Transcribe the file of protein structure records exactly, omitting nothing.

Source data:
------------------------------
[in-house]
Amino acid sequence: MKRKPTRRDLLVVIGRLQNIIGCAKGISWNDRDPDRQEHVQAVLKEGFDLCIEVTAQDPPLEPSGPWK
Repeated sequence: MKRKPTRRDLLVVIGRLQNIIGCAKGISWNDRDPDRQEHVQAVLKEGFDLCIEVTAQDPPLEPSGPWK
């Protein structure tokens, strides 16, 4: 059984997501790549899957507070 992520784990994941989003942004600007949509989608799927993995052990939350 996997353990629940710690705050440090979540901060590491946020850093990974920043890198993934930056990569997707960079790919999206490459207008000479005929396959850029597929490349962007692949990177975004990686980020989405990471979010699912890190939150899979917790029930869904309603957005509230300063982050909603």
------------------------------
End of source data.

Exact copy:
[in-house]
Amino acid sequence: MKRKPTRRDLLVVIGRLQNIIGCAKGISWNDRDPDRQEHVQAVLKEGFDLCIEVTAQDPPLEPSGPWK
Repeated sequence: MKRKPTRRDLLVVIGRLQNIIGCAKGISWNDRDPDRQEHVQAVLKEGFDLCIEVTAQDPPLEPSGPWK
């Protein structure tokens, strides 16, 4: 059984997501790549899957507070 992520784990994941989003942004600007949509989608799927993995052990939350 996997353990629940710690705050440090979540901060590491946020850093990974920043890198993934930056990569997707960079790919999206490459207008000479005929396959850029597929490349962007692949990177975004990686980020989405990471979010699912890190939150899979917790029930869904309603957005509230300063982050909603």